Says Grant, “At Trio we tried a hair-dryer. When Martin told me about these heat guns which get up to 900 degrees F, I thought we had it for sure. If it was easy everyone would do it I guess.” Eventually, Alinea partner Nick Kokonas garners the task’s best result by positioning a small, warm blob of sugar onto the end of a drinking straw and blowing into the other end. The results are promising. Curtis suggests using a sugar pump to inflate the orbs. That adjustment will be attempted on another day.
      “We intentionally position whimsical bite in the amuse slot, it tends to break the ice and make people laugh. It is a deliberate attempt to craft the experience by positioning the courses in a very pre-meditated order. A great deal of thought goes into the order of the courses, a misalignment may really take away from the meal as a whole.” For PB&J, the grapes are peeled while still on the vine and then dipped into unsweetened peanut butter. They are allowed to set–up, and then they are wrapped with a thin sheet of bread and lightly toasted. When the peeled grapes warm, they become so soft they mimic jelly. The composition is strangely unfamiliar in appearance but instantly reminiscent on the palate. PB&J is, according to Grant, virtually ready for service. There are a couple of aesthetic elements, which need minor tweaks but the Chef feels very good about today’s prototype.

      Chef John peels grapes while still on their stems

      Peeled grapes on their stems with peanut butter coating

      Chef Grant studies the completed PB&J in the Crucial Detail designed piece

      PB&J
      Often, creative impulses come by way of Alinea’s special purveyors. “Terra Spice’s support over the past couple of years has been unprecedented, and it has accelerated with the start of the food lab,” says Grant. “It is great to have relationships with people that think like we do, it can make the creative process so much easier. Often Phil, our contact at Terra, would come into the kitchen at Trio and encourage us to try and stump him on obscure ingredients. We always lost, but not from lack of trying. He even brought in two live chufa plants into the kitchen one day.” The relationship has developed and Terra team has really made an effort to not only search out products that the chefs ask for but also keep an eye out for new ingredients and innovations. In August, Phil brought by some samples of products that he thought the Alinea team might be interested in trying.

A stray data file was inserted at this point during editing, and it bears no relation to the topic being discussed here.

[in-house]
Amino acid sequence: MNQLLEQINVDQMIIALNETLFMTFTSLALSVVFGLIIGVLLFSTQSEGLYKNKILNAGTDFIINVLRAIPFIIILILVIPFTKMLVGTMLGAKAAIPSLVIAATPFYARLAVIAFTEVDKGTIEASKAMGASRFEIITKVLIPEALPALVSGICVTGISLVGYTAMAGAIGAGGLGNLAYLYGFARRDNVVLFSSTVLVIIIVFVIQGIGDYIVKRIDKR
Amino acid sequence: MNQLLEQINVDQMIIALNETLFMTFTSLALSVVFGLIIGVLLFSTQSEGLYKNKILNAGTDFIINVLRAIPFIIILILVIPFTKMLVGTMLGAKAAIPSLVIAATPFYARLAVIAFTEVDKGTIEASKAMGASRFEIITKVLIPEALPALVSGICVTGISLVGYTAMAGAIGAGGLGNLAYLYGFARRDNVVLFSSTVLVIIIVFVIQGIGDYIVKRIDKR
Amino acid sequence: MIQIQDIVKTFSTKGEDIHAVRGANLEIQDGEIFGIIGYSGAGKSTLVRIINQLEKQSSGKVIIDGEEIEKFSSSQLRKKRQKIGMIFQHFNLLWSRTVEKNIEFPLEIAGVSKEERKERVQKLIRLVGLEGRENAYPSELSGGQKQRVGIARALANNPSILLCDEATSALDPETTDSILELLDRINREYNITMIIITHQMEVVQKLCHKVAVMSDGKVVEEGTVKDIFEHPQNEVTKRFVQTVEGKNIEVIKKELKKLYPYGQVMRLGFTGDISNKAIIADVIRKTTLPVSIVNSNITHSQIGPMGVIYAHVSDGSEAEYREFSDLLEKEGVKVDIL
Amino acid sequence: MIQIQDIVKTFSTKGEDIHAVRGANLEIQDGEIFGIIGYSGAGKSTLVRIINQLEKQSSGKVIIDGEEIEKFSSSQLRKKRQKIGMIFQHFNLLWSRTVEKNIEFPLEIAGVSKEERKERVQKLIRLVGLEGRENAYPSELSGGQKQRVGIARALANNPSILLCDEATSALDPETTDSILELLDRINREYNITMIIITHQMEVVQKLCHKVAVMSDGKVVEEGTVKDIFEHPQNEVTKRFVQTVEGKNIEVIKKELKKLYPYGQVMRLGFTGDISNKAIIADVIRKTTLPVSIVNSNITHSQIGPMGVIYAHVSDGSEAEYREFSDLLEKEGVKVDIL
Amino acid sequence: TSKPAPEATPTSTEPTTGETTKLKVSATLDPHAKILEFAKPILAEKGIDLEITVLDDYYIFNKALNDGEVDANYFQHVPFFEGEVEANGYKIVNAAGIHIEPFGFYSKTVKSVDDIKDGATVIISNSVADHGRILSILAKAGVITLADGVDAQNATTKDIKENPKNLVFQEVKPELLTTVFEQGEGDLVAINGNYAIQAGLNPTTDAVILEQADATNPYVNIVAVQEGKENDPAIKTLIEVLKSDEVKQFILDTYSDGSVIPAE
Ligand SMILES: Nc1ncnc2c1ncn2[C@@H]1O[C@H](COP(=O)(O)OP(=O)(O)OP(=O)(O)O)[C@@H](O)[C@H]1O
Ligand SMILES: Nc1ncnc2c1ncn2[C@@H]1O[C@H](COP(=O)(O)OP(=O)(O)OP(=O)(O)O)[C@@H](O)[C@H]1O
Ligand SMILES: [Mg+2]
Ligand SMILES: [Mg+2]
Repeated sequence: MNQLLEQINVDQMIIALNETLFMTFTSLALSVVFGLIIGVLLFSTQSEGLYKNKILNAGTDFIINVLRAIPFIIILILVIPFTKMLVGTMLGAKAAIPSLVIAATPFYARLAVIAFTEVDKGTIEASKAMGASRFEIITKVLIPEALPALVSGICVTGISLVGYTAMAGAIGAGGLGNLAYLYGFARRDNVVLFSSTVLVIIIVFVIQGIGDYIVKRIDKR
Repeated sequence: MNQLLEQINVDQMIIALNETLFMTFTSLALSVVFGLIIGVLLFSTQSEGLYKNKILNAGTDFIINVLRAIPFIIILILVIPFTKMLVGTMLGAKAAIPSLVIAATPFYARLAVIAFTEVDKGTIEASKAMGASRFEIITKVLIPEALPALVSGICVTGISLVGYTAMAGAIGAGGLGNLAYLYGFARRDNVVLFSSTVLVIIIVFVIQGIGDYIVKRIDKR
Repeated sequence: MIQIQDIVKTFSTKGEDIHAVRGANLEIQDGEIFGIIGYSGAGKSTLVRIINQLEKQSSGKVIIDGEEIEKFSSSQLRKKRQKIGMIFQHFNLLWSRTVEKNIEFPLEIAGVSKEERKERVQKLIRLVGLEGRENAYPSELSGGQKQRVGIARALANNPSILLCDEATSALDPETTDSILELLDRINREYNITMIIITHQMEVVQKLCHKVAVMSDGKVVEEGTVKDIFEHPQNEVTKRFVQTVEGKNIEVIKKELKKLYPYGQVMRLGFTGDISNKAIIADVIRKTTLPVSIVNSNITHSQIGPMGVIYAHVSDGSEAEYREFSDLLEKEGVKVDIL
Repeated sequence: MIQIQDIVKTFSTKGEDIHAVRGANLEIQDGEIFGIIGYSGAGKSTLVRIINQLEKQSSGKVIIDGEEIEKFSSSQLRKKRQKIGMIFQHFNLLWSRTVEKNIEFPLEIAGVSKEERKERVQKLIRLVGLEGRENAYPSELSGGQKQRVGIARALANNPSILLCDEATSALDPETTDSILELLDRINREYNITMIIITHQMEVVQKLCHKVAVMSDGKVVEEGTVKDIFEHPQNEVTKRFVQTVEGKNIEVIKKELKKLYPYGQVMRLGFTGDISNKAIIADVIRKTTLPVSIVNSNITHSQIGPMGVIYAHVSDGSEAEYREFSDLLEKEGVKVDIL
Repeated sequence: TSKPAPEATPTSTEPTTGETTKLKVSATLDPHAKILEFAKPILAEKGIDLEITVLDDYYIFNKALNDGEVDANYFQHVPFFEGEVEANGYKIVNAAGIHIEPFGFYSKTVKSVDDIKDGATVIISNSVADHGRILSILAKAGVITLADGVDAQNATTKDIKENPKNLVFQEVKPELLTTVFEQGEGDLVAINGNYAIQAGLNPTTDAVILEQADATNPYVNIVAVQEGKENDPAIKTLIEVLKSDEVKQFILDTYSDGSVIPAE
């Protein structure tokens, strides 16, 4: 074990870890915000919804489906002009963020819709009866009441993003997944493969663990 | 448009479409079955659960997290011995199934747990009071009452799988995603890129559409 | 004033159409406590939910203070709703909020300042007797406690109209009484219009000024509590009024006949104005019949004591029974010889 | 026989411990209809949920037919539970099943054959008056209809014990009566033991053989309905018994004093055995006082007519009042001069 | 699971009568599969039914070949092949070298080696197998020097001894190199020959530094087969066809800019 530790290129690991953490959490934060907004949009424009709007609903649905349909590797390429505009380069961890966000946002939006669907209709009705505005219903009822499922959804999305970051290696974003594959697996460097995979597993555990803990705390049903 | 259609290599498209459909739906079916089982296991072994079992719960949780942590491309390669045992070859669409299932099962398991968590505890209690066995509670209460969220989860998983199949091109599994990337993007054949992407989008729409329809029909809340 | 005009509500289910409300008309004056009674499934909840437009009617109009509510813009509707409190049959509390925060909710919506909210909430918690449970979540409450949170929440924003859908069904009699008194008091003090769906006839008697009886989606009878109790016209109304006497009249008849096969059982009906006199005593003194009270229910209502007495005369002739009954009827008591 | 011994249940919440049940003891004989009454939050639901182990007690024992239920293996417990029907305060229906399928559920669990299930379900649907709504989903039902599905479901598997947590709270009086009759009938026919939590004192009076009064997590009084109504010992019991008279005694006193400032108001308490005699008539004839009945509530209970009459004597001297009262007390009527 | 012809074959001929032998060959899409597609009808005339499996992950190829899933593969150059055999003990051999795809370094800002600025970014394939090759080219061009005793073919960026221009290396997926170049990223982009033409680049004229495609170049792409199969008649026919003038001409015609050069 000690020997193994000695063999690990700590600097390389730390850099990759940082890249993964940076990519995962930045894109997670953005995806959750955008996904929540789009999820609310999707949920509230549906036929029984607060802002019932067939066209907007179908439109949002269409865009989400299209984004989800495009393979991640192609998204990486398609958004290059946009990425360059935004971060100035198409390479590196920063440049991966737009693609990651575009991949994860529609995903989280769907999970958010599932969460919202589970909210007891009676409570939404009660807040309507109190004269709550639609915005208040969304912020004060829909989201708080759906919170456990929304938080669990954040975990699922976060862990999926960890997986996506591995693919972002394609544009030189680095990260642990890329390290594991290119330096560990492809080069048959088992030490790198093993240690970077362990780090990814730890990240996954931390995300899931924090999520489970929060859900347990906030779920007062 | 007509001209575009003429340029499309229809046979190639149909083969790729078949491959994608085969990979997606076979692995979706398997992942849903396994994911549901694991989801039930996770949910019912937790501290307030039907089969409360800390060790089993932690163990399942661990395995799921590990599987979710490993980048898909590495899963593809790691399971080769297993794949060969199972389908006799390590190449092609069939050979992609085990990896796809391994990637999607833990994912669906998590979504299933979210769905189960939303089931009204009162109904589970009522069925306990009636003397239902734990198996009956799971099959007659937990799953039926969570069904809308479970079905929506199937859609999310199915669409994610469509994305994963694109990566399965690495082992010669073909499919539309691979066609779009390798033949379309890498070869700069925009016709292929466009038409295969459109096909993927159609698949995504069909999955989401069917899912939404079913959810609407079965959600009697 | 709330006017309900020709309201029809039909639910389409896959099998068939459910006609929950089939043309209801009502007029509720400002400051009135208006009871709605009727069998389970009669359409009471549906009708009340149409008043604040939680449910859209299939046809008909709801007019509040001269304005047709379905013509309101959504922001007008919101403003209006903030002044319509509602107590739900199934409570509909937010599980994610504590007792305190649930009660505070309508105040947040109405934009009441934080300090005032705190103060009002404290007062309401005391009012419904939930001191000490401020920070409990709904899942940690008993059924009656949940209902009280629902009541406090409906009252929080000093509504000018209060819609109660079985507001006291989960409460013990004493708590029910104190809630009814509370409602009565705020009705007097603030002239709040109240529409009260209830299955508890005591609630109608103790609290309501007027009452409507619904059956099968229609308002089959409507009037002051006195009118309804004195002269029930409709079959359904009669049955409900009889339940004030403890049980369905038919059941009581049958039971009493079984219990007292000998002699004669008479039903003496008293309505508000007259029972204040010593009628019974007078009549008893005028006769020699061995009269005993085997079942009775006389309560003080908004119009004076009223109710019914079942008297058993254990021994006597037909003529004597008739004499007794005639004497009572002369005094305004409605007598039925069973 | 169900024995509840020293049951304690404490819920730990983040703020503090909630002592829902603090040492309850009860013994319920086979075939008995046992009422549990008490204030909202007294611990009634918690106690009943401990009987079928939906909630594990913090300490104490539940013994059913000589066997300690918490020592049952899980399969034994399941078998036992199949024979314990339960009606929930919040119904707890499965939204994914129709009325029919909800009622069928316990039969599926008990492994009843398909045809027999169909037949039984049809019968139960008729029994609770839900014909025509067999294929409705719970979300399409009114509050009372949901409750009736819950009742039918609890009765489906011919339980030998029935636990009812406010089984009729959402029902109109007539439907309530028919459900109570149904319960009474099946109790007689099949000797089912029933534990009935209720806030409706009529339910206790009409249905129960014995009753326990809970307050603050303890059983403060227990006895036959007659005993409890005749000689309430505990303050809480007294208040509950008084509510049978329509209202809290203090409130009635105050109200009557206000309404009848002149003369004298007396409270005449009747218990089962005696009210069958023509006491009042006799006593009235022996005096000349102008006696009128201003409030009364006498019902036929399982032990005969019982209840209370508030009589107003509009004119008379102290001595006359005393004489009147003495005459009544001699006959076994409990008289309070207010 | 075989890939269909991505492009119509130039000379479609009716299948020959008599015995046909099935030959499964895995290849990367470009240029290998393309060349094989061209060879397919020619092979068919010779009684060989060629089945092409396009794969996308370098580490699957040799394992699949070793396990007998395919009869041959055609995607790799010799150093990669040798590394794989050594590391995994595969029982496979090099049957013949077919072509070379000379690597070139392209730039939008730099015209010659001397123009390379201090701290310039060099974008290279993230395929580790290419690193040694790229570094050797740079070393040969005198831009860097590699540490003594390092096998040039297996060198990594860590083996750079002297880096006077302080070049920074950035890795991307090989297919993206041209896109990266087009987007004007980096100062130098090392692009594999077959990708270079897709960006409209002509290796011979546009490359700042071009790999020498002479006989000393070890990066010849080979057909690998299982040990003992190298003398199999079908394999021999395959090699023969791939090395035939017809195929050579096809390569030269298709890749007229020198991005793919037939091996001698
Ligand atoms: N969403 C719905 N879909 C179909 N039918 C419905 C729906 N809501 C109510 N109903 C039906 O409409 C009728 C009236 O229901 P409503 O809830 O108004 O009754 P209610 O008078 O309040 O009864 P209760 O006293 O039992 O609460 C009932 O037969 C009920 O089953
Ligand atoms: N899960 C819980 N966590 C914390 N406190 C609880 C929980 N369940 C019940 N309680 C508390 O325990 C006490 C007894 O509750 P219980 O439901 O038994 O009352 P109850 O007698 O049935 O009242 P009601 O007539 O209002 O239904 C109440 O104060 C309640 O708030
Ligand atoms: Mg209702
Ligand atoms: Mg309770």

Phil of Terra Spice showing the team some samples

      Coconut powder and other samples
      Grant recalls “the most surprising item to me was the dried coconut powder. When I put a spoonful in my mouth I could not believe the intense flavor and instant creamy texture, it was awesome.” That was the inspiration for what is now Instant Tropical Pudding. The guest is presented with a glass filled with dried ingredients. A member of the service team pours a measured amount of coconut water into the glass and instructs the guest to stir the pudding until a creamy consistency is formed.

      The rum-spiked coconut water being added to the powders
      At the end of the day, the Chefs assess their overall effort as having gone “fairly well.” It’s a mixed bag of results. Clearly, the fact that things have not gone perfectly on Day 1 has not dampened anyone’s spirits. The team has purposely attempted dishes of varying degrees of difficultly in order to maximize their productivity. Says Grant, “Making a bubble of caramel filled with powder…I have devoted the better part of fifteen years to this craft, I have trained with the best chefs alive. I have a good grasp of known technique. The lab's purpose is to create technique based on our vision. Sometimes we will succeed, and sometimes we will fail, but trying is what make us who we are." The team's measured evaluations of their day’s work reflect that philosophy.
      According to Chef Grant, “The purpose of the lab is to create the un-creatable. I know the level at which we can cook. I know the level of technique we already possess. What I am interested in is what we don't know...making a daydream reality.” With little more than 100 days on the calendar between now and Alinea’s opening, the Chef and his team will have their work cut out for them.
      =R=
      A special thanks to eGullet member yellow truffle, who contributed greatly to this piece